and says, “Do you want to see it?” And he is like, “Sure, why not?” And next thing you know, I am on my way to the movie theater with my dad who is a Muslim and my brother who is a Muslim. On our way there, my dad goes, “All right Afshin what do I need to go before the movie starts?” So I start in the Garden of Eden and I get to the garden of Gethsemane in like fifteen minutes as fast as I can. The movie starts there when Jesus is praying there in the garden. Can you imagine the scene at the end of the movie when Jesus stands up, my dad’s here my brother is here, and Jesus stands up and He says, “You have heard it said, ‘Love your neighbors and hate your enemies.’ I say, ‘Love your enemies and bless those who persecute you.’” That is message we’re watching, and I am sitting in between them going “Yes!” That is the message of Christ, that you get mercy when you don’t even deserve it. That should move us with compassion for people who we think are our enemy. You don’t have to condone what they have done maybe, but maybe the most Christ like thing would be for you to go forgive someone who you think doesn’t deserve your mercy and forgiveness. Jesus said this, “If you only love the people who love you, what more do you do than the tax collectors? If you are only going to love people who deserve your love, pat yourself on the back because you have just come up to the level of the world. But you are called to go beyond it. God loves the enemy.”

Number two: God loves the spiritually blind. Look at this again. Verse 11, “should not I pity Nineveh, that great city, in which there are more than 120,000 persons who do not know their right hand from their left?” They don’t know their right from their left. That is like Deuteronomy 5 and Proverbs 4 where it says “Follow the law. Do not turn to the right or to the left.” God is saying to Jonah, “Jonah, these people don’t know their right from their left. You have received the revelation of God. They haven’t.” This says to us today Church is, when people that don’t know Jesus act like it, it shouldn’t appall us so badly that we are not moved with compassion. We should expect them to act that way. In fact we ought to think, “Man if I didn’t have Christ in my life, I would be right there with them doing the very thing they are doing.” Ephesians says we were dead in our trespasses before Christ made us alive. The message again isn’t that Jesus came to make me who was an okay person to into a better person. The message is that Jesus came to me when I was dead and He made me alive. I was spiritually blinded to the truth of Christ. God gave me mercy. So my heart ought to beat for those who don’t know, for those who are enemies.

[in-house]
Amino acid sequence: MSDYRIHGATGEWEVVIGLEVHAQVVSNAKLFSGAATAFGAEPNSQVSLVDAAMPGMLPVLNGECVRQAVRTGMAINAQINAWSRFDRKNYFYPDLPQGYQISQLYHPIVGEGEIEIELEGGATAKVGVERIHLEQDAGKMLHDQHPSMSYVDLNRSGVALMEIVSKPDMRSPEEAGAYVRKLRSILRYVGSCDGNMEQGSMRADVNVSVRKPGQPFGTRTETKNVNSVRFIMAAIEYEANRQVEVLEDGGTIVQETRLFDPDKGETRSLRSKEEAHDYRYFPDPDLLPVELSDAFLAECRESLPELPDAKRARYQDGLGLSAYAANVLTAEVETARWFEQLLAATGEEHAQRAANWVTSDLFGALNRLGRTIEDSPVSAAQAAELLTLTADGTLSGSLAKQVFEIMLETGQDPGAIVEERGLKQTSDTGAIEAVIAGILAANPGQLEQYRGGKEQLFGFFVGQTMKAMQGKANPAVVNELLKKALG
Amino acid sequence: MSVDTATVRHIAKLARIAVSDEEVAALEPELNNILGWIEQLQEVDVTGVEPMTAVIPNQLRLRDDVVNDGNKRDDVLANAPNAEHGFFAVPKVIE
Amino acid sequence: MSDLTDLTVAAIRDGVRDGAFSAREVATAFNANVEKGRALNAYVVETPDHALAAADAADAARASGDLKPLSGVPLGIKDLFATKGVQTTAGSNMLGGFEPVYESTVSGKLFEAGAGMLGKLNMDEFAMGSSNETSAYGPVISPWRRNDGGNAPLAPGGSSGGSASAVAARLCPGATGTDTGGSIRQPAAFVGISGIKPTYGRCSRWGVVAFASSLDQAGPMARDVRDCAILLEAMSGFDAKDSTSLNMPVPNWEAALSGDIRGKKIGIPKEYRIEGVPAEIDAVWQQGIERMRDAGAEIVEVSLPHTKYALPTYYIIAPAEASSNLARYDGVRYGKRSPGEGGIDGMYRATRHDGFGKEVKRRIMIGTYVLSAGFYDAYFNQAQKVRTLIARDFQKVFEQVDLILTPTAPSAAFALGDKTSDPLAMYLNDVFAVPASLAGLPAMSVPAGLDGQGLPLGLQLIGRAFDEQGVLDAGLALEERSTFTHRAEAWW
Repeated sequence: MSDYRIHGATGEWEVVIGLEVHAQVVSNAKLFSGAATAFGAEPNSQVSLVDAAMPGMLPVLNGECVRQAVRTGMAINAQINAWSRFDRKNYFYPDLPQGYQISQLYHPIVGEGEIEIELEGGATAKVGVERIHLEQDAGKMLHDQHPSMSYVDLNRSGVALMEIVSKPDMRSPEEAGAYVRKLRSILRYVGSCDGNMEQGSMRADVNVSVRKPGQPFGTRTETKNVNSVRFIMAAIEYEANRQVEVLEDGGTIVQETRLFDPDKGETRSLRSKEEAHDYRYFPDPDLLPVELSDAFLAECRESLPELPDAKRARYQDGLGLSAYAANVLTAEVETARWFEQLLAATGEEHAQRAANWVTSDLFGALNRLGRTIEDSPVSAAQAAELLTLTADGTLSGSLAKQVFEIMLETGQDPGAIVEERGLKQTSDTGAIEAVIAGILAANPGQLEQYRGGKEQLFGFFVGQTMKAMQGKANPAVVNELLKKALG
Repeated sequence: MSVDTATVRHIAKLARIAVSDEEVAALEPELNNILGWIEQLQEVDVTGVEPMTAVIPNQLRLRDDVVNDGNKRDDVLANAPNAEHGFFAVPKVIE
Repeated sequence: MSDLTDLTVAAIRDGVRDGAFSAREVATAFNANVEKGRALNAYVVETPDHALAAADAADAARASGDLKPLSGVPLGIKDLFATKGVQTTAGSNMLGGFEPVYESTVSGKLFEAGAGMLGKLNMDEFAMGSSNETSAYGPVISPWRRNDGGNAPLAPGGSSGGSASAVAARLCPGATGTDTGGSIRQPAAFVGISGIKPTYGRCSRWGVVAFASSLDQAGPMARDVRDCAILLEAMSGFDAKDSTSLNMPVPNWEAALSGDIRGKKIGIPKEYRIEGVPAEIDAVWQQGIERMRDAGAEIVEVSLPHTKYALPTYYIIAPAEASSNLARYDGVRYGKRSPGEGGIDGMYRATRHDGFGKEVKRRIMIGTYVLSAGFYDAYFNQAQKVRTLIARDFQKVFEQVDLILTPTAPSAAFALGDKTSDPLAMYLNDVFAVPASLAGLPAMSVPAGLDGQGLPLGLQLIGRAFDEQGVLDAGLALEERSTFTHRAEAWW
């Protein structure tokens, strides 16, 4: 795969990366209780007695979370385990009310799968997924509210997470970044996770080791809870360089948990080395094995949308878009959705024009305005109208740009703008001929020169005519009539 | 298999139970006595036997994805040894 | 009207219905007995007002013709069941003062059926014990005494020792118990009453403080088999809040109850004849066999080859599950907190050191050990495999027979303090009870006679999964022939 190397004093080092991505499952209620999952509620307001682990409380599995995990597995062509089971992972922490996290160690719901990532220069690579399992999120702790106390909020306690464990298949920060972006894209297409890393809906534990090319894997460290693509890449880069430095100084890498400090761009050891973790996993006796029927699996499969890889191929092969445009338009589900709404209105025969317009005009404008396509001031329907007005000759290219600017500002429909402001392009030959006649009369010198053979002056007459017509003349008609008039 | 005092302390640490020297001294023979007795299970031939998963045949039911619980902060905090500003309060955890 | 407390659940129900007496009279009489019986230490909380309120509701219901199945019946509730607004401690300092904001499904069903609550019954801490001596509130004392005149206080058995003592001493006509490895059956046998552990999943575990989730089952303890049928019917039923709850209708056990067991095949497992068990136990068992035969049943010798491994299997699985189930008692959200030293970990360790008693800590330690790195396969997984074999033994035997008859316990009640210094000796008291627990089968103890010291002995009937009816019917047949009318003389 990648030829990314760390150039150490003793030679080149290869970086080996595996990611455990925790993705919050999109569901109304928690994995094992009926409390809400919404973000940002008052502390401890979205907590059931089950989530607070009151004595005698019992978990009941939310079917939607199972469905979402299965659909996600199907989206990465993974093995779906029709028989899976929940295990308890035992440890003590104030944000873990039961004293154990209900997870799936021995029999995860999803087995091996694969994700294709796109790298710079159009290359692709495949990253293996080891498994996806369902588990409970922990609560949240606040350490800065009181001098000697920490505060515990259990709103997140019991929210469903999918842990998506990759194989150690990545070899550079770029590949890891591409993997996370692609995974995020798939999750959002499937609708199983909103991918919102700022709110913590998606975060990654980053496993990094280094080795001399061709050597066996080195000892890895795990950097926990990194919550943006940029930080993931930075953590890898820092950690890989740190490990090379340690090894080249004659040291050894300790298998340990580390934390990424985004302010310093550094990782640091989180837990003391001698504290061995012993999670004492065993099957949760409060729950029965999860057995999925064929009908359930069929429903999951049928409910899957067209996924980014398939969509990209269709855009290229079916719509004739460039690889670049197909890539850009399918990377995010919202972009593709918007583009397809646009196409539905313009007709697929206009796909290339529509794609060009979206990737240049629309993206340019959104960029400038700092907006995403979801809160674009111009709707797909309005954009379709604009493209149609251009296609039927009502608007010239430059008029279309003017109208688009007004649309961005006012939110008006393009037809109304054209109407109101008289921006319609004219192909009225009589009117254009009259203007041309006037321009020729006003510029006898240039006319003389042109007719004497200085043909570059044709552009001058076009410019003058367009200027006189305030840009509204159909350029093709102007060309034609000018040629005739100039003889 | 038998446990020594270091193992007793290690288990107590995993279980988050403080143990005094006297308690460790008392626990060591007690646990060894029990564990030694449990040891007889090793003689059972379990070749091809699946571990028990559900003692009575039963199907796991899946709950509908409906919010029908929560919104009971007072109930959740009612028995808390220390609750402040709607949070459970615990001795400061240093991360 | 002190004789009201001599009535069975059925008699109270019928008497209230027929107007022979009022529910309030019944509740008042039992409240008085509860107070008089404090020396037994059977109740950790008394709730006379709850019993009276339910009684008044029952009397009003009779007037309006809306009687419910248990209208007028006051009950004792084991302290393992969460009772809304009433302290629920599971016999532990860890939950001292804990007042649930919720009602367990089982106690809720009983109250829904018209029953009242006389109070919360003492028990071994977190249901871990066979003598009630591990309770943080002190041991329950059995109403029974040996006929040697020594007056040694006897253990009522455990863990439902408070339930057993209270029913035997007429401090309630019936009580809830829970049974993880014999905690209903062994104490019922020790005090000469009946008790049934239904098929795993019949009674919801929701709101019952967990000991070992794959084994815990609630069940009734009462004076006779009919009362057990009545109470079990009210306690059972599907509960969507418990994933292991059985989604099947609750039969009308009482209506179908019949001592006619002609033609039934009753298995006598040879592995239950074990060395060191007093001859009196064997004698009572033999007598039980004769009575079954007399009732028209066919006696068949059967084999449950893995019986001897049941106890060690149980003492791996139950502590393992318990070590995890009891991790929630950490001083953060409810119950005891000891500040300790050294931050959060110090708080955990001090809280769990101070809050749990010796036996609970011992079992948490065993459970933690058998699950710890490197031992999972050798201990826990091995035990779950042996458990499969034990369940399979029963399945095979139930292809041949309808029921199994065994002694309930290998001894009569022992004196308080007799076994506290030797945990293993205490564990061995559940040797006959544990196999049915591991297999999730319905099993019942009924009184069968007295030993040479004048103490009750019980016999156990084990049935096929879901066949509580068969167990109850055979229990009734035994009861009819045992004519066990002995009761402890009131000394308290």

And then finally, God’s heart beats for all of the world. And I believe the message of Jonah is, “Hey, it is not just for
you, it’s not just for Israel, but My heart beats for all.” You say, Where do you get that?“ Listen to what Ge says. He says, ”You’re angry about the plant for which you didn’t even grow. Should not I pity 120,000 persons?“ And I would add, ”. . .who were made in the image of God.“ ”Should I not pity these that I have made? It had nothing to do with this plant. I made the plant, and I made these people.“ So the message is that God’s heart beats for all people, all races and people

who are not in our little cliques in our little clubs. Jonah had to get uncomfortable, leave his comfort zone and go to the enemy and preach God’s mercy.